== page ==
172. Wu, X. and Lieber, M. R. (1997) Interaction between DNA-dependent protein kinase and a novel protein, KIP. Mut. Res. 385, 13–20.Google Scholar
  173. Xia, W., Ostaszewski, B. L., Kimberly, W. T., Rahmati, T., Moore, C. L., Wolfe, M. S., and Selkoe, D.J. (2000) FAD mutations in presenilin-1 or amyloid precursor protein decrease the efficacy of a gamma-secretase inhibitor: evidence for direct involvement of PS1 in the gamma secretase cleavage complex. Neurobiol. Dis. 7, 673–681.PubMedCrossRefGoogle Scholar
  174. Xiao, J., Perry, G., Troncoso, J., and Monteiro, M. J. (1996) alpha-calcium-calmodulin-dependent kinase II is associated with paired helical filaments of Alzheimer’s disease. J. Neuropathol. Exp. Neurol. 55, 954–963.PubMedCrossRefGoogle Scholar
  175. Xu, X., Shi, Y., Wu, X., Gambetti, P., Sui, D., and Cui, M. Z. (1999) Identification of a novel PSD-95/Dlg/ZO-1 (PDZ)-like protein interacting with the C terminus of presenilin-1. J. Biol. Chem. 274, 32,543–32,546.Google Scholar
  176. Tanahashi H., and Tabira T. (2000) Alzheimer’s disease-associated presenilin 2 interacts with DRAL, an LIM-domain protein. Hum. Mol. Genet. 9(15); 2281–2289.PubMedGoogle Scholar
  177. Yamada, M., Miyawaki, A., Saito, K., Nakajima, T., Yamamoto-Hino, M., Ryo, Y., et al. (1995) The calmodulin-binding domain in the mouse type 1 inositol 1,4,5-trisphosphate receptor. Biochem. J. 308, 83–88.PubMedGoogle Scholar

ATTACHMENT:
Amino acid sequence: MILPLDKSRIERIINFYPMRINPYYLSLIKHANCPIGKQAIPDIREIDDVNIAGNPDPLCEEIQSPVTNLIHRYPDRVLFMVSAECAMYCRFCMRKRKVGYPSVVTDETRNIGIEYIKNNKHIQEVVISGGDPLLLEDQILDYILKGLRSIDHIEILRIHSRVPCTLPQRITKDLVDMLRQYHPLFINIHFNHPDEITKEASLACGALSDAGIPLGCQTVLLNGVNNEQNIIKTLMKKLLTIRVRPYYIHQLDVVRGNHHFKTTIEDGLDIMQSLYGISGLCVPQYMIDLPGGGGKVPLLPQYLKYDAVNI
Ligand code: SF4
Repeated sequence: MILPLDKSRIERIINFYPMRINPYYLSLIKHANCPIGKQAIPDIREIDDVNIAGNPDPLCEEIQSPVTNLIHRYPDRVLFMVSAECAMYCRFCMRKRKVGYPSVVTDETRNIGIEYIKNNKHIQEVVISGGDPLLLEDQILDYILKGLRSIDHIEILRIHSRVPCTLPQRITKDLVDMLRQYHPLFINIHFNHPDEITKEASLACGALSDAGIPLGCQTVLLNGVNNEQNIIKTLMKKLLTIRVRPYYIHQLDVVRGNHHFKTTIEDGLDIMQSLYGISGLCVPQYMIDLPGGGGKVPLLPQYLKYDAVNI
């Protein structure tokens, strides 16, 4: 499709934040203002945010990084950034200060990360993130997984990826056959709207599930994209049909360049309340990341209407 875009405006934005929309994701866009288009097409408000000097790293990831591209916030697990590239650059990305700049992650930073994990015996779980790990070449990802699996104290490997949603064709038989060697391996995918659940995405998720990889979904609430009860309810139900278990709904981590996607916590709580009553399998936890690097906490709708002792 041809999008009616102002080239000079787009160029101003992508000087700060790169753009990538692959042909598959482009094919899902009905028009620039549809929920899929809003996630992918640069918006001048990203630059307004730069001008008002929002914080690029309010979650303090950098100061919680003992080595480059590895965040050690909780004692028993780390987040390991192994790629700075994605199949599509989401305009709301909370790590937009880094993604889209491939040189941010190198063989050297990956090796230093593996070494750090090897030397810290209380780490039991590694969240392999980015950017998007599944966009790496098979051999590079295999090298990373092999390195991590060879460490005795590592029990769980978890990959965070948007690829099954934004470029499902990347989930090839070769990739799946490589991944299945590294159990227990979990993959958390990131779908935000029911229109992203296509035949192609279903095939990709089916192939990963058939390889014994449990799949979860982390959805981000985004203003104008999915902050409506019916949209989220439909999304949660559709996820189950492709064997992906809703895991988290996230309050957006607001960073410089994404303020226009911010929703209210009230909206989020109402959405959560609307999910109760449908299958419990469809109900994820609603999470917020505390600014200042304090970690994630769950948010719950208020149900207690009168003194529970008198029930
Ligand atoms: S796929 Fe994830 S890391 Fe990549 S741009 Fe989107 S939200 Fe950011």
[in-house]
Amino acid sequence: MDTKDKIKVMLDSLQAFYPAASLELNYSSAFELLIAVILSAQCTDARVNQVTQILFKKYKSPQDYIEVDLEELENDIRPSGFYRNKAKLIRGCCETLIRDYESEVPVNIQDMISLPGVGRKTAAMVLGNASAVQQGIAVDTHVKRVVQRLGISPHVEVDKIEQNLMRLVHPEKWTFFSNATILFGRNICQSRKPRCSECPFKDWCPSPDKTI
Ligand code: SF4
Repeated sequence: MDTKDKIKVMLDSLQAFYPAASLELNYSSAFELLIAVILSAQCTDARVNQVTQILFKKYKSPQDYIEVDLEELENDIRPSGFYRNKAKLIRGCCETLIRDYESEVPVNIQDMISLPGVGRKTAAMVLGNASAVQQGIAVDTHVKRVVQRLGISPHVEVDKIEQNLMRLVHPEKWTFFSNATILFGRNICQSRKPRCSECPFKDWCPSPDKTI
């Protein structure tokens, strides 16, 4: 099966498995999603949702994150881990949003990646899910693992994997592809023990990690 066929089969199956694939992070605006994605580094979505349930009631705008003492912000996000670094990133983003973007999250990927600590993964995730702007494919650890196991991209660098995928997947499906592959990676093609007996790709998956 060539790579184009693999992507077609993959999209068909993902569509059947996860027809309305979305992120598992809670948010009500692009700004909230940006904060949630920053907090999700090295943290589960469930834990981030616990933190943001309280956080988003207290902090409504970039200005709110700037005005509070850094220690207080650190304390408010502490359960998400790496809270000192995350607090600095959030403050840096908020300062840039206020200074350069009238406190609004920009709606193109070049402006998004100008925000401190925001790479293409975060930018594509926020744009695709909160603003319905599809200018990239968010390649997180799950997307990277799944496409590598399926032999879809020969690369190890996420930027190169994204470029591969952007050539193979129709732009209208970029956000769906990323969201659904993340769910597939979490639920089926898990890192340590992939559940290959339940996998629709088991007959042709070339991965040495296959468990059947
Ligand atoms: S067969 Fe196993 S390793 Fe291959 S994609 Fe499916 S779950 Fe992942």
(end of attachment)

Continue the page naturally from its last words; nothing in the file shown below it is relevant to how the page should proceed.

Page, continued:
178. Yankner, B. A. (1996) Mechanisms of neuronal degeneration in Alzheimer’s disease. Neuron 16, 921–932.PubMedCrossRefGoogle Scholar
  179. Yoo, A. S., Cheng, I., Chung, S., Grenfell, T. Z., Lee, H., Pack-Chung, E., et al. (2000) Presenilin-mediated modulation of capacitative calcium entry. Neuron 27, 561–572.PubMedCrossRefGoogle Scholar
  180. Yu, G., Nishimura, M., Arawaka, S., Levitan, D., Zhang, L., Tandon, A., et al. (2000) Nicastrin modulates presenilin-mediated notch/glp-1 signal transduction and betaAPP processing. Nature 407, 48–54.PubMedCrossRefGoogle Scholar
  181. Yu, Z. F. and Mattson, M. P. (1999) Dietary restriction and 2-deoxyglucose administration reduce focal ischemic brain damage and improve behavioral outcome: evidence for a preconditioning mechanism. J. Neurosci. Res. 57, 830–839.PubMedCrossRefGoogle Scholar
  182. Yu, Z., Luo, H., Fu, W., and Mattson, M.P. (1999) The endoplasmic reticulum stress-responsive protein GRP78 protects neurons against excitotoxicity and apoptosis: suppression of oxidative stress and stabilization of calcium homeostasis. Exp. Neurol. 155, 302–314.PubMedCrossRefGoogle Scholar
  183. Zamparelli, C., Ilari, A., Verzili, D., Giangiacomo, L., Colotti, G., Pascarella, S., and Chiancone, E. (2000) Structure-function relationships of sorcin, a member of the penta EF-hand family: interaction of sorcin fragments with the ryanodine receptor and an Escherichia coli model system. Biochemistry 39, 658–666.PubMedCrossRefGoogle Scholar
  184. Zhu, H., Guo, Q., and Mattson, M. P. (1999) Dietary restriction protects hippocampal neurons against the death-promoting action of a presenilin-1 mutation. Brain Res. 842, 224–229.PubMedCrossRefGoogle Scholar
  185. Zhang W., Han S. W., McKeel D. W., Goate A., and Wu J. Y. Interaction of presenilins with the filamin family of actin-binding proteins. J. Neurosci. 199818(3):914–922.PubMedGoogle Scholar

Copyright information

© Humana Press Inc 2001

Authors and Affiliations

  1. 1.Department of NeuroscienceJohns Hopkins University School of MedicineBaltimore
  2. 2.Laboratory of NeurosciencesNational Institute on Aging Gerontology Research Center 4F02Baltimore

Personalised recommendations